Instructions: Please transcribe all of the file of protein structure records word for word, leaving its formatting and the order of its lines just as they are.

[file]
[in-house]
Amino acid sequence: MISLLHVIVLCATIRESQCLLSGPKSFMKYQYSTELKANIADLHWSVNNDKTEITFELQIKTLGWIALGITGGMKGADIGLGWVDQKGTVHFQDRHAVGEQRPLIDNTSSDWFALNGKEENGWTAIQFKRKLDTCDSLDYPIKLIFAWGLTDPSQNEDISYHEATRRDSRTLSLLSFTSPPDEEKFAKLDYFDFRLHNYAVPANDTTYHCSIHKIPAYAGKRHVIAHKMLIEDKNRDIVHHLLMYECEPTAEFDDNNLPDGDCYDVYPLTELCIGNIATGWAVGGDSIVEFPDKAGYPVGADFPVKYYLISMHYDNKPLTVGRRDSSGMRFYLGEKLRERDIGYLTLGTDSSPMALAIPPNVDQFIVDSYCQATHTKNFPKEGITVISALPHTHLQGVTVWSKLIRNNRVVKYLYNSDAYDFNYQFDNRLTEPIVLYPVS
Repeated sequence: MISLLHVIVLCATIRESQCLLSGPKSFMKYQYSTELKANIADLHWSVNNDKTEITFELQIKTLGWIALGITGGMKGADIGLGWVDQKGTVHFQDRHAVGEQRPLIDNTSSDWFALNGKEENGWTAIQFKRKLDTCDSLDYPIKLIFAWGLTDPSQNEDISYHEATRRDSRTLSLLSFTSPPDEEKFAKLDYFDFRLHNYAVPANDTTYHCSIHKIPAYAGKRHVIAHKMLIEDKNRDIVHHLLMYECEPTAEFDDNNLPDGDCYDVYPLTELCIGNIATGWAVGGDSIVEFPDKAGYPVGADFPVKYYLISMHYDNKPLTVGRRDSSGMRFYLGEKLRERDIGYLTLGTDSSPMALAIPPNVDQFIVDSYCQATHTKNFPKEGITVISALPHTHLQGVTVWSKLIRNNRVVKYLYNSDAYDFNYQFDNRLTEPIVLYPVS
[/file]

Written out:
[in-house]
Amino acid sequence: MISLLHVIVLCATIRESQCLLSGPKSFMKYQYSTELKANIADLHWSVNNDKTEITFELQIKTLGWIALGITGGMKGADIGLGWVDQKGTVHFQDRHAVGEQRPLIDNTSSDWFALNGKEENGWTAIQFKRKLDTCDSLDYPIKLIFAWGLTDPSQNEDISYHEATRRDSRTLSLLSFTSPPDEEKFAKLDYFDFRLHNYAVPANDTTYHCSIHKIPAYAGKRHVIAHKMLIEDKNRDIVHHLLMYECEPTAEFDDNNLPDGDCYDVYPLTELCIGNIATGWAVGGDSIVEFPDKAGYPVGADFPVKYYLISMHYDNKPLTVGRRDSSGMRFYLGEKLRERDIGYLTLGTDSSPMALAIPPNVDQFIVDSYCQATHTKNFPKEGITVISALPHTHLQGVTVWSKLIRNNRVVKYLYNSDAYDFNYQFDNRLTEPIVLYPVS
Repeated sequence: MISLLHVIVLCATIRESQCLLSGPKSFMKYQYSTELKANIADLHWSVNNDKTEITFELQIKTLGWIALGITGGMKGADIGLGWVDQKGTVHFQDRHAVGEQRPLIDNTSSDWFALNGKEENGWTAIQFKRKLDTCDSLDYPIKLIFAWGLTDPSQNEDISYHEATRRDSRTLSLLSFTSPPDEEKFAKLDYFDFRLHNYAVPANDTTYHCSIHKIPAYAGKRHVIAHKMLIEDKNRDIVHHLLMYECEPTAEFDDNNLPDGDCYDVYPLTELCIGNIATGWAVGGDSIVEFPDKAGYPVGADFPVKYYLISMHYDNKPLTVGRRDSSGMRFYLGEKLRERDIGYLTLGTDSSPMALAIPPNVDQFIVDSYCQATHTKNFPKEGITVISALPHTHLQGVTVWSKLIRNNRVVKYLYNSDAYDFNYQFDNRLTEPIVLYPVS